The competition between the world's most feared terrorist groups is less than a year old. ISIS was an affiliate of Al Qaeda before their February, 2014 split. The decoupling was driven by the disapproval of ISIS tactics by Al Qaeda leader Ayman Al-Zawhiri, who ordered the upstart terrorist army out of Syria.
"ISIS 'is not a branch of the Al Qaeda group . . . does not have an organizational relationship with it and [Al-Qaeda] is not the group responsible for their actions," Al Qaeda's General Command said in a statement, marking the first and only time the leadership formally repudiated an affiliate.
But instead of leaving, ISIS leader Abu Bakr Al-Baghdadi pronounced himself an "emir," and declared a caliphate – or Islamic State – in the large swath of ISIS-controlled land that has effectively blurred much of the Syrian border with Iraq. Al-Baghdadi also called on Muslims throughout the world to swear loyalty to him. In the ensuing months, ISIS thrived as it seized oil fields and an Iraqi central bank, humiliated Iraq's army and brought cities and villages populated by millions under its control. That success brought an endless stream of foreign fighters into Syria and Iraq to sign on with the terror group.
Al-Baghdadi more recently went after AQAP, Al Qaeda's Yemen-based affiliate, after a jihadist group there pledged its loyalty to him. Al-Baghdadi accepted the declaration, and declared Yemen a new province of his caliphate. AQAP risked being overshadowed in its own back yard as ISIS engaged the Yemeni army and the adversarial Yemeni Shia insurgency known as the Houthis, and incurred sympathy-inducing American drone strikes. Just last month, ISIS proudly announced the death of one of its members, in Yemen, calling Humam Al-Ta'zi, "the first martyr of the [Islamic] State to die upon Yemeni soil."
"Despite the AQAP leadership's efforts to halt ISIS's expansion in Yemen, it seems that the organization is successfully recruiting new fighters and activists," MEMRI says in an analysis – Changing Dynamics in the Global Jihad Movement – released to FoxNews.com.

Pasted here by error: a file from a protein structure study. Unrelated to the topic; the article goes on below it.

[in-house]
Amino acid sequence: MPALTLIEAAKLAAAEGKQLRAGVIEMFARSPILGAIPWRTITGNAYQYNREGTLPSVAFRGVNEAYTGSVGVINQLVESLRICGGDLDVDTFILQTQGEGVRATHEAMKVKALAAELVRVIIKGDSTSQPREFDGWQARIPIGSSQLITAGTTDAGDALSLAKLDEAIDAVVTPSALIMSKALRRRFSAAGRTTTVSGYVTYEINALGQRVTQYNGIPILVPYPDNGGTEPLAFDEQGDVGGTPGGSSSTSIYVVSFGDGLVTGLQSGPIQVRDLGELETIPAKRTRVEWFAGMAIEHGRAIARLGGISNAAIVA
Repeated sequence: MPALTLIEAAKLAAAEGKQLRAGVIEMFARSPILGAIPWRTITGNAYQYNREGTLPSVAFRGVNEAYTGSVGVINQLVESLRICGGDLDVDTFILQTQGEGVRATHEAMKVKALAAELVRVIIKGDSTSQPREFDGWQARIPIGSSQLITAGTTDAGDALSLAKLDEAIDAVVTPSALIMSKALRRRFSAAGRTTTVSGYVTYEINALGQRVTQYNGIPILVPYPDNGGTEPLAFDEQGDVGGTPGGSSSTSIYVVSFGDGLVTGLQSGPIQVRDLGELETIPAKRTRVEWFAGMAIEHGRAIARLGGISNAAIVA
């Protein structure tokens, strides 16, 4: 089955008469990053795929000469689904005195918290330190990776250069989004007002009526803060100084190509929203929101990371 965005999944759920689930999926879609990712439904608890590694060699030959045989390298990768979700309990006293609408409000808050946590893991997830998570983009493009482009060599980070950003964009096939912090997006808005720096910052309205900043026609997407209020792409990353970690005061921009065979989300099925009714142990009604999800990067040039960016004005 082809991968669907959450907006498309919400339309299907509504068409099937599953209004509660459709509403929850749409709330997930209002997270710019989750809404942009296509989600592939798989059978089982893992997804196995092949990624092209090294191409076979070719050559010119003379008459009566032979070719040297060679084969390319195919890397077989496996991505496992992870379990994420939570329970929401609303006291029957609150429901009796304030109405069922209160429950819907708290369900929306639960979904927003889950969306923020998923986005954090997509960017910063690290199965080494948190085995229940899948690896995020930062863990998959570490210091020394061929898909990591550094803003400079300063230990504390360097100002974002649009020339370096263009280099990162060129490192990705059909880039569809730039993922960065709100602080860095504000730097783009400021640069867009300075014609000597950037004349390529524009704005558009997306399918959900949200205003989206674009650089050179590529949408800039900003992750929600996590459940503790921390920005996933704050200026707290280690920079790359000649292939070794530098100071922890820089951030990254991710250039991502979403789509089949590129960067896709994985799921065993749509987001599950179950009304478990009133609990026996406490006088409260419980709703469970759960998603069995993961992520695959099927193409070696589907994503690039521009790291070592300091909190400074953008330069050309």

With the expansion into Yemen, where Al Qaeda operates numerous and sophisticated terror training camps that prepare fighters for war and terror missions, ISIS was taking on Al Qaeda's most potent affiliate on its home turf.
While the two groups have generally stopped short of killing each other, experts warn that as long as the competition is one of one-upmanship - competing over who can best strike at the common enemy - the rivalry’s real losers are the west. And American and other Western-born jihadi sympathizers have choices for joining Islamic extremist causes.
"Instead of one major terrorist group to be concerned about – there are now two serious threats. This also means more resources will be needed," Stalinsky said.
Both groups are looking to amplify their appeal to what Joseph Braude, a Middle East specialist as senior fellow at the Foreign Policy Research Institute in Philadelphia, called the "disaffected youth" of the world who are ripe for radicalization. Each successful attack and every headline one generates can help their cause, experts said. The West needs to answer with the help of Muslims who reject the extremist orthodoxy.
"The long-term strategy needs to include a proactive approach to fostering moderate elements in the Muslim world," Braude told FoxNews.com. "If we don't… these groups will continue to proliferate and metastasize."
Jonathan Schanzer, vice president for research at the Foundation for Defense of Democracies, said the two groups will continue to compete for terrorism market share, but for the West, the danger remains the same - "the overall appeal of militant Islam."
"We will see the tide change in favor of one group or another, but I think it is a distinction without much of a difference," he said.
Steven Edwards is a New York-based journalist. Follow him on Twitter @stevenmedwards